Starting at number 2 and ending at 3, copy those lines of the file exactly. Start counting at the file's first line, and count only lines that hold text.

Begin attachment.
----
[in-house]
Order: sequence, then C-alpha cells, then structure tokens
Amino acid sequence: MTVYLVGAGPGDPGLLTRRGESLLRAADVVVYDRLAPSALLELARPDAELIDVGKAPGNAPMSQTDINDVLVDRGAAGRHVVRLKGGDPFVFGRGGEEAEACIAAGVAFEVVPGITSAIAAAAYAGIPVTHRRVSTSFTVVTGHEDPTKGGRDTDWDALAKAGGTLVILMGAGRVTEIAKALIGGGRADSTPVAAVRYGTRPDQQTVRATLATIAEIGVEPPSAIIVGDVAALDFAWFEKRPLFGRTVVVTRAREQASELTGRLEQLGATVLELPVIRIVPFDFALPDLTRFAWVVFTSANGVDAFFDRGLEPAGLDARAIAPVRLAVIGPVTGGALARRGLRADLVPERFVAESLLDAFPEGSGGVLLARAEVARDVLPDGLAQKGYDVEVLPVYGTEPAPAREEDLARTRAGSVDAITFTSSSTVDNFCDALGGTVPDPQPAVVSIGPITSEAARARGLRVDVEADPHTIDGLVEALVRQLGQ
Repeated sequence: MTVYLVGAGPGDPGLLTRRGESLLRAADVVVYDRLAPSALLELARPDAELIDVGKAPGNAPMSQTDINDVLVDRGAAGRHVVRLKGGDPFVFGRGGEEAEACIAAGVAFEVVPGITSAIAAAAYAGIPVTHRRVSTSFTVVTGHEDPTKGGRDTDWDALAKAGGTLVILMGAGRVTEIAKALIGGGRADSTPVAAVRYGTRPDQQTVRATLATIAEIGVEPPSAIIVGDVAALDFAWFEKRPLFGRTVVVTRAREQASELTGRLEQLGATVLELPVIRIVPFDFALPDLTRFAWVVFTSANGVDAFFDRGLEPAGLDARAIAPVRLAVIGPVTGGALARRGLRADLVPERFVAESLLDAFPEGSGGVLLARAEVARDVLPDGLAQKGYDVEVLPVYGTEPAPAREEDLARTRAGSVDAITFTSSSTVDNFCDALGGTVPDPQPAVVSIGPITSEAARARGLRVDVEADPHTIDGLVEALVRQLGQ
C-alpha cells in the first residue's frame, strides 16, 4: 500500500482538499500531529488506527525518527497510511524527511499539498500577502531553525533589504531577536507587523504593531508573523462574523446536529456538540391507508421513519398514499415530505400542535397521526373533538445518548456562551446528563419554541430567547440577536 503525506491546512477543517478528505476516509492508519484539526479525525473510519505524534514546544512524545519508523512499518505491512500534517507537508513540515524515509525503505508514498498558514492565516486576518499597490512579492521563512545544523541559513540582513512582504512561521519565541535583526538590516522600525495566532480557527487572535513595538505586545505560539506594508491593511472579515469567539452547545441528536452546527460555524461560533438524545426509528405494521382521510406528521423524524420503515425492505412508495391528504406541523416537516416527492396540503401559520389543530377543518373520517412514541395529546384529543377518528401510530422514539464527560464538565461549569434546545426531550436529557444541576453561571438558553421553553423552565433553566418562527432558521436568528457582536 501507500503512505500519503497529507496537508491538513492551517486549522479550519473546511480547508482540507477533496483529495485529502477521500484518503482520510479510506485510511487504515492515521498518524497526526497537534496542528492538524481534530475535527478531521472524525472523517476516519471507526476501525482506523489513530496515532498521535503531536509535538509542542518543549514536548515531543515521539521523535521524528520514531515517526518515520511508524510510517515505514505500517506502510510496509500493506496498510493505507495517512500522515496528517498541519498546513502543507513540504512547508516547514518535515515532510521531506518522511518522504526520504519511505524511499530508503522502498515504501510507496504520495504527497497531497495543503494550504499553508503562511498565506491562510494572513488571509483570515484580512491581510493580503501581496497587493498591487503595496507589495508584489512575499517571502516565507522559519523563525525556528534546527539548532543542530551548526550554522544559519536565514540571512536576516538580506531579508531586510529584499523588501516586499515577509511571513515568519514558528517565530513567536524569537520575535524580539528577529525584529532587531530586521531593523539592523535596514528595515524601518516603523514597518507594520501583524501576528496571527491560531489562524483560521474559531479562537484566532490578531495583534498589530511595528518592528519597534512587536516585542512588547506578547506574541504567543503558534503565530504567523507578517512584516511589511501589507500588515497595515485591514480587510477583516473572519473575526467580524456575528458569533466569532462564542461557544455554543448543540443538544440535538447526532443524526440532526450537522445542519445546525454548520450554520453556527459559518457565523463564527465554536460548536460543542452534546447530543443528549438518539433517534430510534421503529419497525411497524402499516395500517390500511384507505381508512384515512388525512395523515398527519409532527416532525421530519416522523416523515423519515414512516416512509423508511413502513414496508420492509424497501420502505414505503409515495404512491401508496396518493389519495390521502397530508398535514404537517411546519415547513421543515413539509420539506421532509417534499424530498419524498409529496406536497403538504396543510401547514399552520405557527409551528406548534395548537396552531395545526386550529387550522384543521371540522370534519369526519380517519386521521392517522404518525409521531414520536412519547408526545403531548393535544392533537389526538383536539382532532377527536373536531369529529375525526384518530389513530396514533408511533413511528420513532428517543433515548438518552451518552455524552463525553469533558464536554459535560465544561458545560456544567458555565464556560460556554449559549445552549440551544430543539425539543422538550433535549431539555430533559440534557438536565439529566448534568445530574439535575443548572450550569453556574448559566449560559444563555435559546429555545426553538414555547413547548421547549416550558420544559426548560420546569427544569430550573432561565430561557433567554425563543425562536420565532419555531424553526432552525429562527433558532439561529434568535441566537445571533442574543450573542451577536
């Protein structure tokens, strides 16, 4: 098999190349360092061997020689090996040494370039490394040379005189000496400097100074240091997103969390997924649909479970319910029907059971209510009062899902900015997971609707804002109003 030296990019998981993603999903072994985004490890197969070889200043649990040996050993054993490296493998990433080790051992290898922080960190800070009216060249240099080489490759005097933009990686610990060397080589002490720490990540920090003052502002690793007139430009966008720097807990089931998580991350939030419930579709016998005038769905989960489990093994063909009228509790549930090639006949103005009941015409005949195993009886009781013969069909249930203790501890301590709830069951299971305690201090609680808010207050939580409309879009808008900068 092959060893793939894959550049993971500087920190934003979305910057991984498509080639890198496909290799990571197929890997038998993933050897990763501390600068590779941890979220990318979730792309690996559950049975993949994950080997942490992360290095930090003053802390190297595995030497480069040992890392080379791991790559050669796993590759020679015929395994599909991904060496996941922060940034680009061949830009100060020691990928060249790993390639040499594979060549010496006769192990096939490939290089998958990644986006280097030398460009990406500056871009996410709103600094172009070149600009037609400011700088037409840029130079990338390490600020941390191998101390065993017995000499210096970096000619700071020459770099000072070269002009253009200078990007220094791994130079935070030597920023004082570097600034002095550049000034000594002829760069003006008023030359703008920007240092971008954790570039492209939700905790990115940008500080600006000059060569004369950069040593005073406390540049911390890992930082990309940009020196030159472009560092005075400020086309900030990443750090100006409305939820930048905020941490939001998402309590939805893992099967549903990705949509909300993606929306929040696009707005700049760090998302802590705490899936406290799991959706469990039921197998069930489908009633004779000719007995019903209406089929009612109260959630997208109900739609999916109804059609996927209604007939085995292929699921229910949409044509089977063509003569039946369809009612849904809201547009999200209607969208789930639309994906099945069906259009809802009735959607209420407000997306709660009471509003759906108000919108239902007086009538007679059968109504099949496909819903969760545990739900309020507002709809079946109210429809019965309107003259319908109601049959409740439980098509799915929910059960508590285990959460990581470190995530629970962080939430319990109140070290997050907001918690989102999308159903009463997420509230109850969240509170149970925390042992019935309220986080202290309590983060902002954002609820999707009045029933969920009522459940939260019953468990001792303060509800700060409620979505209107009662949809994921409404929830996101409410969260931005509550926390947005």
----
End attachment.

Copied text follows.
Order: sequence, then C-alpha cells, then structure tokens
Amino acid sequence: MTVYLVGAGPGDPGLLTRRGESLLRAADVVVYDRLAPSALLELARPDAELIDVGKAPGNAPMSQTDINDVLVDRGAAGRHVVRLKGGDPFVFGRGGEEAEACIAAGVAFEVVPGITSAIAAAAYAGIPVTHRRVSTSFTVVTGHEDPTKGGRDTDWDALAKAGGTLVILMGAGRVTEIAKALIGGGRADSTPVAAVRYGTRPDQQTVRATLATIAEIGVEPPSAIIVGDVAALDFAWFEKRPLFGRTVVVTRAREQASELTGRLEQLGATVLELPVIRIVPFDFALPDLTRFAWVVFTSANGVDAFFDRGLEPAGLDARAIAPVRLAVIGPVTGGALARRGLRADLVPERFVAESLLDAFPEGSGGVLLARAEVARDVLPDGLAQKGYDVEVLPVYGTEPAPAREEDLARTRAGSVDAITFTSSSTVDNFCDALGGTVPDPQPAVVSIGPITSEAARARGLRVDVEADPHTIDGLVEALVRQLGQ